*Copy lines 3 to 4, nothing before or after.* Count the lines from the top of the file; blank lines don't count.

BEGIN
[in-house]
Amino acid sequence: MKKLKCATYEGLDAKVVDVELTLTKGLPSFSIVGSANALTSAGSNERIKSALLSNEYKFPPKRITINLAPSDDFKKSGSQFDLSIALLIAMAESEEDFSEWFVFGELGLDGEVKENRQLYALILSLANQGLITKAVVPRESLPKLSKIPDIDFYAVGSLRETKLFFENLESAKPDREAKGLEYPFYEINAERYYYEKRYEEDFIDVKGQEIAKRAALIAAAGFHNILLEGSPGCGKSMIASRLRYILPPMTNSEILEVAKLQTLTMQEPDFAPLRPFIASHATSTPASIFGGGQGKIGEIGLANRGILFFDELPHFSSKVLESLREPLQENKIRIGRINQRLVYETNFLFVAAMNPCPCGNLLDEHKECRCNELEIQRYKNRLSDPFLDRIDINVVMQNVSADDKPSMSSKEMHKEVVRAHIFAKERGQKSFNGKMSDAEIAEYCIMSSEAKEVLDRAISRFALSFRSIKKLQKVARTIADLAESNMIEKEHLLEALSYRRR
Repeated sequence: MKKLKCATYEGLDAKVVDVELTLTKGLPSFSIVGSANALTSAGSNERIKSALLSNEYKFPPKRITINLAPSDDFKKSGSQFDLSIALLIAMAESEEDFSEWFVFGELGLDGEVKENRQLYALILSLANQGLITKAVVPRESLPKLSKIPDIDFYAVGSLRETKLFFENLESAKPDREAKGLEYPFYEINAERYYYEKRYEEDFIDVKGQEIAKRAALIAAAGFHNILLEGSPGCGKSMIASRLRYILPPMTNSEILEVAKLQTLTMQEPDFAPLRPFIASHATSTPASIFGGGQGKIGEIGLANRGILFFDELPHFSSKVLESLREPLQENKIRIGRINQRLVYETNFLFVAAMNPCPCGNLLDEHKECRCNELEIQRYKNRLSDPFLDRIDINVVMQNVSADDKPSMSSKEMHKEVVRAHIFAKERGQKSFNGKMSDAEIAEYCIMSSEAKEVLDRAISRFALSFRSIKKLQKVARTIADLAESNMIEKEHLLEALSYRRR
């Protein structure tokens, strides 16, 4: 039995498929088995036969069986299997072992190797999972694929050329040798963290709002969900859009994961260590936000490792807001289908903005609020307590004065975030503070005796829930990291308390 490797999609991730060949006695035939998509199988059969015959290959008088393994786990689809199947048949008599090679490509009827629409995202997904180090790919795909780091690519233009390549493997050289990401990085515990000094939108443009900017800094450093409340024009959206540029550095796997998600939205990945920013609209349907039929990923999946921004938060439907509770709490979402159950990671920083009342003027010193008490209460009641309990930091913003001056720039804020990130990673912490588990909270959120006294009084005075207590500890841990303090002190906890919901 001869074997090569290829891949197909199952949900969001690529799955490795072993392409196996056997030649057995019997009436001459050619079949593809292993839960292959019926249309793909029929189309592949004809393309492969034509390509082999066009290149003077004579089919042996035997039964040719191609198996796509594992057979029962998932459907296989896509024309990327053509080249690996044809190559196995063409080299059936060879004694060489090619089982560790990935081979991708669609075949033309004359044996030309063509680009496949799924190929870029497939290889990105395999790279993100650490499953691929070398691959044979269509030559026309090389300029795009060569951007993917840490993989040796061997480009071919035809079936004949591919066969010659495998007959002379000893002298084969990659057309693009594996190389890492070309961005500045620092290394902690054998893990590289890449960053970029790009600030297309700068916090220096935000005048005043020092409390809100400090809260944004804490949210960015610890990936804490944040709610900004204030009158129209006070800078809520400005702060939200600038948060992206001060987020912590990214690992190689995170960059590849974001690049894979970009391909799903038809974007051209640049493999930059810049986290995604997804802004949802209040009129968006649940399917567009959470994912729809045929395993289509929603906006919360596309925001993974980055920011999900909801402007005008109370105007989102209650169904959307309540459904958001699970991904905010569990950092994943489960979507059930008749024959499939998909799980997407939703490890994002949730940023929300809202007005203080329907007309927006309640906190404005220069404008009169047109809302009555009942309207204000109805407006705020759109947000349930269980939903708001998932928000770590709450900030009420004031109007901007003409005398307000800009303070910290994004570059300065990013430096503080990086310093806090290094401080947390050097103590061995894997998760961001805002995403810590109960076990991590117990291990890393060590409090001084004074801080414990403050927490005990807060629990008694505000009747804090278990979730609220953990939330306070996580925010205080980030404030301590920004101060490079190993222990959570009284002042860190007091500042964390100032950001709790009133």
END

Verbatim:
Repeated sequence: MKKLKCATYEGLDAKVVDVELTLTKGLPSFSIVGSANALTSAGSNERIKSALLSNEYKFPPKRITINLAPSDDFKKSGSQFDLSIALLIAMAESEEDFSEWFVFGELGLDGEVKENRQLYALILSLANQGLITKAVVPRESLPKLSKIPDIDFYAVGSLRETKLFFENLESAKPDREAKGLEYPFYEINAERYYYEKRYEEDFIDVKGQEIAKRAALIAAAGFHNILLEGSPGCGKSMIASRLRYILPPMTNSEILEVAKLQTLTMQEPDFAPLRPFIASHATSTPASIFGGGQGKIGEIGLANRGILFFDELPHFSSKVLESLREPLQENKIRIGRINQRLVYETNFLFVAAMNPCPCGNLLDEHKECRCNELEIQRYKNRLSDPFLDRIDINVVMQNVSADDKPSMSSKEMHKEVVRAHIFAKERGQKSFNGKMSDAEIAEYCIMSSEAKEVLDRAISRFALSFRSIKKLQKVARTIADLAESNMIEKEHLLEALSYRRR
């Protein structure tokens, strides 16, 4: 039995498929088995036969069986299997072992190797999972694929050329040798963290709002969900859009994961260590936000490792807001289908903005609020307590004065975030503070005796829930990291308390 490797999609991730060949006695035939998509199988059969015959290959008088393994786990689809199947048949008599090679490509009827629409995202997904180090790919795909780091690519233009390549493997050289990401990085515990000094939108443009900017800094450093409340024009959206540029550095796997998600939205990945920013609209349907039929990923999946921004938060439907509770709490979402159950990671920083009342003027010193008490209460009641309990930091913003001056720039804020990130990673912490588990909270959120006294009084005075207590500890841990303090002190906890919901 001869074997090569290829891949197909199952949900969001690529799955490795072993392409196996056997030649057995019997009436001459050619079949593809292993839960292959019926249309793909029929189309592949004809393309492969034509390509082999066009290149003077004579089919042996035997039964040719191609198996796509594992057979029962998932459907296989896509024309990327053509080249690996044809190559196995063409080299059936060879004694060489090619089982560790990935081979991708669609075949033309004359044996030309063509680009496949799924190929870029497939290889990105395999790279993100650490499953691929070398691959044979269509030559026309090389300029795009060569951007993917840490993989040796061997480009071919035809079936004949591919066969010659495998007959002379000893002298084969990659057309693009594996190389890492070309961005500045620092290394902690054998893990590289890449960053970029790009600030297309700068916090220096935000005048005043020092409390809100400090809260944004804490949210960015610890990936804490944040709610900004204030009158129209006070800078809520400005702060939200600038948060992206001060987020912590990214690992190689995170960059590849974001690049894979970009391909799903038809974007051209640049493999930059810049986290995604997804802004949802209040009129968006649940399917567009959470994912729809045929395993289509929603906006919360596309925001993974980055920011999900909801402007005008109370105007989102209650169904959307309540459904958001699970991904905010569990950092994943489960979507059930008749024959499939998909799980997407939703490890994002949730940023929300809202007005203080329907007309927006309640906190404005220069404008009169047109809302009555009942309207204000109805407006705020759109947000349930269980939903708001998932928000770590709450900030009420004031109007901007003409005398307000800009303070910290994004570059300065990013430096503080990086310093806090290094401080947390050097103590061995894997998760961001805002995403810590109960076990991590117990291990890393060590409090001084004074801080414990403050927490005990807060629990008694505000009747804090278990979730609220953990939330306070996580925010205080980030404030301590920004101060490079190993222990959570009284002042860190007091500042964390100032950001709790009133």